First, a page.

We don’t just belong to one community: in the Social Age, we belong to many. Maybe there was a time when we all lived in caves and gathered around campfires to skin mammoths, when we were constrained by being in just one tribal group, but today our membership is wide and varied. Some are social groupings, based around old university friends, school mates, chess clubs or gardening, whilst others based around our offices at work, some around specific interests (like car mechanics or yoga) and others around individual projects.
Sometimes our interactions with these groups are just for fun, whilst at other times they are focused around problem solving for specific challenges.
Social leaders understand this. They take facts, previous experience and knowledge and share this, within their communities, to create meaning: they curate and interpret this information and make it specific to the audiences that they share it with. This act of curation and sharing builds their reputation, and reputation subverts more formal models of authority. And if there isn’t a community there to do this in, they form one for the duration of the project (they have the social capital to form and develop these).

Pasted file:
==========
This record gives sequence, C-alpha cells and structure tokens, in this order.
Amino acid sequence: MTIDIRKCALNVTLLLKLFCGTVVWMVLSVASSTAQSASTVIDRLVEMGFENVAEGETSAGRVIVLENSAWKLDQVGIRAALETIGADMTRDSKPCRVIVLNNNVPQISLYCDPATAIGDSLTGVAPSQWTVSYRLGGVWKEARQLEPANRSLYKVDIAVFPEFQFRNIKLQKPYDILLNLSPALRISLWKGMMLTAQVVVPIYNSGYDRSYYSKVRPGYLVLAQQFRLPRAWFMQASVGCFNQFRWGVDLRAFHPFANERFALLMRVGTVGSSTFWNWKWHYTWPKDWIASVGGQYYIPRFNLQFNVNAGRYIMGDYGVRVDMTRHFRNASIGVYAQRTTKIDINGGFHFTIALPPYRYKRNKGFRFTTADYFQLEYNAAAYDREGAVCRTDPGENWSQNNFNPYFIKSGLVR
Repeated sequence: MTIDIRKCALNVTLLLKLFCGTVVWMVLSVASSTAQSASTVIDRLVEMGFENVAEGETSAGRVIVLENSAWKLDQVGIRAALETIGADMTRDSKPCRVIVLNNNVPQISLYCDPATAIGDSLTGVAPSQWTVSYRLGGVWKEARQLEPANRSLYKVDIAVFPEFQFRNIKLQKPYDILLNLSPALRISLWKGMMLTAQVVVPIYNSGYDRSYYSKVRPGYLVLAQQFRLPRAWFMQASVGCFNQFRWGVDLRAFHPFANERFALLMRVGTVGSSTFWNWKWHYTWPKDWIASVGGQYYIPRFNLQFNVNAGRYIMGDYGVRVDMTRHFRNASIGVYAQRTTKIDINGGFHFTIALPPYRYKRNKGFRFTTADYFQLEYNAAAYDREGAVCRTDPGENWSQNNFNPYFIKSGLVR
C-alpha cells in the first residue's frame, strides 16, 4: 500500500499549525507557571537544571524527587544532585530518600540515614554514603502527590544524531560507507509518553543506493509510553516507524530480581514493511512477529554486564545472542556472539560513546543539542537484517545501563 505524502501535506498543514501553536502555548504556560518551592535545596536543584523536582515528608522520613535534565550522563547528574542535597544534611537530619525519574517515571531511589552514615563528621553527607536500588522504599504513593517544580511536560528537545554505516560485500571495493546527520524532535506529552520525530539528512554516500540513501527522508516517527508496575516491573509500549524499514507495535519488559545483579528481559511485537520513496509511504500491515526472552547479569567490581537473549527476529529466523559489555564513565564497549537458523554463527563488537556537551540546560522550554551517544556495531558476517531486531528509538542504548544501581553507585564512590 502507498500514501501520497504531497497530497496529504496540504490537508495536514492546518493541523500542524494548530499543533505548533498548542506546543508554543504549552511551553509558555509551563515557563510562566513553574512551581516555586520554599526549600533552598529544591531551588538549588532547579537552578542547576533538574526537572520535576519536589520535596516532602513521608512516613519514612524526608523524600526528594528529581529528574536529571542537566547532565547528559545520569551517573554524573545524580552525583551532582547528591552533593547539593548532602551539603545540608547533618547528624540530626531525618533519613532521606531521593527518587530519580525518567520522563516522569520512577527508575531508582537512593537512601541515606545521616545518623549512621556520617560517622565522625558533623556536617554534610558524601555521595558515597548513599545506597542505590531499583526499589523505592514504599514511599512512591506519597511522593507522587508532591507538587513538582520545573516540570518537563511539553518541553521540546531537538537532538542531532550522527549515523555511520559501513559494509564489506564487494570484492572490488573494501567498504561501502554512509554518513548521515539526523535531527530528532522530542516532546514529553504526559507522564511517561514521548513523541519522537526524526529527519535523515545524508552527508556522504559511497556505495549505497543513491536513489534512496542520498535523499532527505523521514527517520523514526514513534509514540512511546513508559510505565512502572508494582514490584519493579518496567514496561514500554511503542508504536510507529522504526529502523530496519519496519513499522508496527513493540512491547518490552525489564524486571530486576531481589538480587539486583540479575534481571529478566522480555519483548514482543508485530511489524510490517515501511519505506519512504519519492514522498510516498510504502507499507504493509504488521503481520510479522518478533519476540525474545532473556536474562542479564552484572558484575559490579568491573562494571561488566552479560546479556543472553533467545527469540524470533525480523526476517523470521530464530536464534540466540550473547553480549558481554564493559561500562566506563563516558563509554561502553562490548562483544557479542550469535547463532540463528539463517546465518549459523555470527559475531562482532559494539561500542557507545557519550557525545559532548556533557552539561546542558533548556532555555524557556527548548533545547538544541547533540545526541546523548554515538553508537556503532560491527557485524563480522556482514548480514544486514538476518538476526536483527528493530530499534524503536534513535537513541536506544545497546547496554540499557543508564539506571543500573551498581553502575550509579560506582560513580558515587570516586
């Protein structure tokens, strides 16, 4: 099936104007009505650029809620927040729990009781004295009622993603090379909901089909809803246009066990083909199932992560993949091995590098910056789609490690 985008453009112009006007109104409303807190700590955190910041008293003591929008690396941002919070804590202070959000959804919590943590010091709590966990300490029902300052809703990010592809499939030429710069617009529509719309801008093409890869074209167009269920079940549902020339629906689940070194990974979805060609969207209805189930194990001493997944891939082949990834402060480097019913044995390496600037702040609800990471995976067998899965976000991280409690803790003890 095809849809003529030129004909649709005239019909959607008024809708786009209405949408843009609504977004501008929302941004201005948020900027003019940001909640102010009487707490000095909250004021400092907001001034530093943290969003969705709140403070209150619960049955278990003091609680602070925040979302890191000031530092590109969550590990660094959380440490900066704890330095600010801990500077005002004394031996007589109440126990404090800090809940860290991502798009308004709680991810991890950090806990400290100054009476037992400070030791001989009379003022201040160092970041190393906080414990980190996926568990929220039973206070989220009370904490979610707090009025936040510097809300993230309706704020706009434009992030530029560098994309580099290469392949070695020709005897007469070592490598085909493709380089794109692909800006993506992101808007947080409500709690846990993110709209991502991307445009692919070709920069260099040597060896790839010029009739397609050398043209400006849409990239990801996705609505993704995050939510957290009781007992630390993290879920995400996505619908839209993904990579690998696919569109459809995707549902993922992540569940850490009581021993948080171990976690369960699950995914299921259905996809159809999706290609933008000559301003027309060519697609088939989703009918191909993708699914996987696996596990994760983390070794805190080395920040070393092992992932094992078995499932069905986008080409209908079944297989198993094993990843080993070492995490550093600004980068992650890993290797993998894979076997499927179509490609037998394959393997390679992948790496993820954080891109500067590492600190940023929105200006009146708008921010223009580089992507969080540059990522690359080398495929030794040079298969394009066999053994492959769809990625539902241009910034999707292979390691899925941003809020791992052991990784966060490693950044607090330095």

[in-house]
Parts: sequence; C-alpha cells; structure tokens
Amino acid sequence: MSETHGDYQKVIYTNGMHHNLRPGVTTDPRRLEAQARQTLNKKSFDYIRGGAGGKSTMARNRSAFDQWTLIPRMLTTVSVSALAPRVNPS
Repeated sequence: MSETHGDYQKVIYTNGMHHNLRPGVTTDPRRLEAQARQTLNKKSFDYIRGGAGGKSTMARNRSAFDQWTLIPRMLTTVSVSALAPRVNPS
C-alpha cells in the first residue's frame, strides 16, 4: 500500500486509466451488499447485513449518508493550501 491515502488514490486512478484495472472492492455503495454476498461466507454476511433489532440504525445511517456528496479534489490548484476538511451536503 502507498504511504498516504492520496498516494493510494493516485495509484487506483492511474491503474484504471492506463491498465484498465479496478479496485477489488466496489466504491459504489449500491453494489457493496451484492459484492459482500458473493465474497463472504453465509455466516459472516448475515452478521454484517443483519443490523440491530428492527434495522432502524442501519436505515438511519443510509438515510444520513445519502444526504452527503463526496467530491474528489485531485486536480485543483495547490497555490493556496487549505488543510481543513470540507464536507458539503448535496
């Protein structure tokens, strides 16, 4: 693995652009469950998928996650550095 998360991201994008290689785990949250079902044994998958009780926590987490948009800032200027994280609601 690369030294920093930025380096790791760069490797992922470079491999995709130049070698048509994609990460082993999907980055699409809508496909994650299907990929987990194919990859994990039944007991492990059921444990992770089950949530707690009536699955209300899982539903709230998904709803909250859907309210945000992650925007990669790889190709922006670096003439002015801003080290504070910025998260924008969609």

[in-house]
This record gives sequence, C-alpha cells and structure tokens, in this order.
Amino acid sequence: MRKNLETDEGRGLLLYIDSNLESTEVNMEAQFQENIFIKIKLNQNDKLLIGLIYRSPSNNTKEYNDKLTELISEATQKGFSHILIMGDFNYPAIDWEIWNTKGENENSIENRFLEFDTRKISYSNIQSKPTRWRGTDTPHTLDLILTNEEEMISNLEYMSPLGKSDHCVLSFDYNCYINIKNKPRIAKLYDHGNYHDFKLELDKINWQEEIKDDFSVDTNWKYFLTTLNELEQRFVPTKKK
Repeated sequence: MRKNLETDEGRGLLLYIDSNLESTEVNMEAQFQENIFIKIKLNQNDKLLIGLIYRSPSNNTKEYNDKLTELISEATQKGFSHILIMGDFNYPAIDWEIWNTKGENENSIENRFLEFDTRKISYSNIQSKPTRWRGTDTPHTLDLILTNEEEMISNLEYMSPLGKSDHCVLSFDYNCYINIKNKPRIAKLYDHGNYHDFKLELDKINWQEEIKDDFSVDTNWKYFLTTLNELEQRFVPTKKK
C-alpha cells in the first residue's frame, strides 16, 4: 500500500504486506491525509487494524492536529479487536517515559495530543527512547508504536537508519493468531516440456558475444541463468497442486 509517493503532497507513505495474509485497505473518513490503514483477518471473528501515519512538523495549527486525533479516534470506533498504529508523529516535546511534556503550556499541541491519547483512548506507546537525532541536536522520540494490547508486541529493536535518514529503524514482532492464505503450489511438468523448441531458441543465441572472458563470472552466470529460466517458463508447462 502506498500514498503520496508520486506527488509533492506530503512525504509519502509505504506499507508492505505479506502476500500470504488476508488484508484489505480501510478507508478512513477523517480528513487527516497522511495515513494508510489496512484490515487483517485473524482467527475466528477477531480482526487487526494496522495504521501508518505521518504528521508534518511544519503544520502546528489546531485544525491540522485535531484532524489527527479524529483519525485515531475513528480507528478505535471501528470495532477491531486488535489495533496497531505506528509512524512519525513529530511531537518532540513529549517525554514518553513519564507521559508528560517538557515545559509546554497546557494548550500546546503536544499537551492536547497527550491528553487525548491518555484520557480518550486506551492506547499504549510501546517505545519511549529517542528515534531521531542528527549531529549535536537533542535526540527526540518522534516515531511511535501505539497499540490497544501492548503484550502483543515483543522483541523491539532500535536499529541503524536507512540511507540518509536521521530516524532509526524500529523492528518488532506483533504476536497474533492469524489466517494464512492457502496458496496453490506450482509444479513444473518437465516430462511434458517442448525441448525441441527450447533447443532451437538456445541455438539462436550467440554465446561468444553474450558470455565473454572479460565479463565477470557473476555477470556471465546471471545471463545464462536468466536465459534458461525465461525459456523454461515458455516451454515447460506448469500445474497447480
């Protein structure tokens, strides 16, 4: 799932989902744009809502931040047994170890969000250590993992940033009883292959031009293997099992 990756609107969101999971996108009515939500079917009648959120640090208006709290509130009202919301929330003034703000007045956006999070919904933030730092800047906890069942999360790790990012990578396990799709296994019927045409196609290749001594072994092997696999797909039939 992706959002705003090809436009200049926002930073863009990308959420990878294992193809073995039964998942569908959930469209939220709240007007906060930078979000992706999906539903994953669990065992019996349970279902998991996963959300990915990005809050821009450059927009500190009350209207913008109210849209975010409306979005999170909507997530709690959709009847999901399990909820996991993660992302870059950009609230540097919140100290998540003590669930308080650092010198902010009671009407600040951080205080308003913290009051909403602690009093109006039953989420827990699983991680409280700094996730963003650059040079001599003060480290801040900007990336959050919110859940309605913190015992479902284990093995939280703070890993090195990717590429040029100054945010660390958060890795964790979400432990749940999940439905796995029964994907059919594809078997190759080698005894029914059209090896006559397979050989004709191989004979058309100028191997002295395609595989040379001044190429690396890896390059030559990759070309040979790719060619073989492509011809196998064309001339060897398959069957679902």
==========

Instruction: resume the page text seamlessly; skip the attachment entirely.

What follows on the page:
The challenge for organisations is this: they need to identify and cultivate social leadership skills, whilst at the same time being magnetic to new talent. They need to create and tolerate the socially collaborative spaces that these communities need, both from a technological and moderation perspective. You need to be seen as a creative and innovative place to work, a true Social Age business with a mindset and policies to prove it.
Today, agile social workers, innovative social leaders have choices: they can work for you or they can work elsewhere. Where do you want them to turn? Can you afford to lose them?